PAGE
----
...Ciccio’s search for this long-lost half-brother becomes a lifelong obsession, bringing him into contact with Brazil’s sprawling community of German expats and summoning the manifold horrors of the war years ... Meanwhile, Brazil is generating its own horrors. Ciccio’s full brother, Mimmo, a louche ladies’ man but hardly a dissident, falls in with the wrong crowd and is 'disappeared' by the military government. The twin absences blend together, forming a void that Ciccio fills with books, music, women and increasingly lunging efforts to discover the fates of his missing siblings ... Mr. Buarque combines documentary records with imaginative leaps into the unlit recesses of history. Just as ghosts mingle with their survivors, fact bleeds into fiction to create a book of potent emotional force.
This discovery of a possible half-brother fuels Ciccio’s next decades as he tries to find the facts behind the missive. With the 1964 Brazilian military coup as political background, Ciccio’s family, rather than coming together, disintegrates, yet still he pursues the potential of a German brother ... Based on Buarque’s own discovery of such a letter, this fast-paced narrative captures perfectly the raw emotions and hormones of a teenager in turmoil. Not mature enough to think through consequences, Ciccio and his friends rush into action, whether at the sight of a pretty girl or a political protest. They leap to conclusions—often hilarious, sometimes dangerous—that multiply the narrative threads, so that the reader, like Ciccio, can’t always tell where the truth lies. The lives created by Ciccio, both real and imagined, are engrossing and delightful; the author as well as the translator adeptly keep the language and tone fresh, bringing moments of light and joy to otherwise calamitous circumstances.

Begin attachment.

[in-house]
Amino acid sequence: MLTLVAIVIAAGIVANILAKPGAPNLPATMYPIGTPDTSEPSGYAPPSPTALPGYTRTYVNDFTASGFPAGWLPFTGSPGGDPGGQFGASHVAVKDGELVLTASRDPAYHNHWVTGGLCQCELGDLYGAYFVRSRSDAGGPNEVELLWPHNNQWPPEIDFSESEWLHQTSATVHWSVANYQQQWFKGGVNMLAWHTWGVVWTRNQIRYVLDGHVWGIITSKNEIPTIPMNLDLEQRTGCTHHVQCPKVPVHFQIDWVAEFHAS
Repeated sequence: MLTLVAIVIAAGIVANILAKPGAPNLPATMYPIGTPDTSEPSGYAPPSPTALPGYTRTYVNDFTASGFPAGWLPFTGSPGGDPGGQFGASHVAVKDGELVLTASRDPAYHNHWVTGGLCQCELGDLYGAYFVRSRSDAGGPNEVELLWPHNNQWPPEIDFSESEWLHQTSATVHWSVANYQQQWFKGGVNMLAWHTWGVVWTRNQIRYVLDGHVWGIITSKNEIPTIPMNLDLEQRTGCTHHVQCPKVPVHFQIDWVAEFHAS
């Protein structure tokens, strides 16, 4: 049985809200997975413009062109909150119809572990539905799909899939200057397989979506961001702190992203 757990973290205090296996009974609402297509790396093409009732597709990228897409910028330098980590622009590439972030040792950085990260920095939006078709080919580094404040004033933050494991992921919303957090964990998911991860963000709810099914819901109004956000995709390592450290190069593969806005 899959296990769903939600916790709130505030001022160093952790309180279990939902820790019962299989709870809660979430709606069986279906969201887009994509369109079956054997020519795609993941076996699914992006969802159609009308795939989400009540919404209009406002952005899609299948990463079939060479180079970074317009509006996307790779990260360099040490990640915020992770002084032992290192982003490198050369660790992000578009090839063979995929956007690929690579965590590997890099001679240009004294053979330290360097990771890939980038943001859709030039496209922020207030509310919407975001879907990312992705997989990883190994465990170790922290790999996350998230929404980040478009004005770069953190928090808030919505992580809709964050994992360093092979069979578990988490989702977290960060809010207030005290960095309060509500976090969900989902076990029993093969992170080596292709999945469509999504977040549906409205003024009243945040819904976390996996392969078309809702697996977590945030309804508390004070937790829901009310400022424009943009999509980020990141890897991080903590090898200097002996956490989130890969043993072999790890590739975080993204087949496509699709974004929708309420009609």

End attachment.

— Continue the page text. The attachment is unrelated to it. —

Autobiographical fiction which follows protagonist Ciccio de Hollander’s mission to track down a long-lost brother Sergio ... The story is woven in with the displacement of WWII, through leftist disappearances during Brazil’s military dictatorship, and into the modern age of social media ... My German Brother delivers a tragic account of a man who outsources his sense of self and uses literature as a social tool rather than as a form of human discovery. Yet if Buarque was aware of this estrangement, he does not directly condemn his protagonist in the text, rarely succumbing to self-criticism or self-reflection. The novel is matter-of-fact in its account of historical events, not batting an eye at the disappearances of the protagonist’s best friend and brother at the hands of the military dictatorship. From reflection on the text, whether or not it is Buarque’s intention, arises a question of what is lost in emotional dissociation.
Wistful novel by Brazilian writer and singer/songwriter Buarque one with plenty of autobiography in its pages, of a son’s quest for the brother he never knew ... Ciccio is a Brazilian teenager who, mostly ignored at home as long as he keeps quiet, acts out in anti-social ways, including boosting cars with his pal Thelonious. His taste is questionable, since he’s given to bad whiskey and the first car we see them steal is a Skoda, but Ciccio is a young man of resources all the same Ciccio...discovers a letter, 'written in German and teeming with capital letters,' to his father from a woman named Anne Ernst. The letter evokes buried memories of whispered conversations between Ciccio’s father and mother of a son he sired while working in Germany just before the rise of the Nazis.
In early-1960s São Paulo, teenager Ciccio de Hollander discovers hidden in an old book a 1931 letter revealing that his father left an illegitimate child behind in prewar Berlin. Enthralled, he imagines his half-brother while trying to track him down...(however) during Brazil’s 1968 government crackdown, police confiscate all documents relevant to the half-brother ... Buarque’s novel about freedom and repression in Germany and Brazil is both funny and disturbing ... A slight but poignant exploration of the past that lies tucked away between the pages of musty books, revealing that our parents had lives before we were born.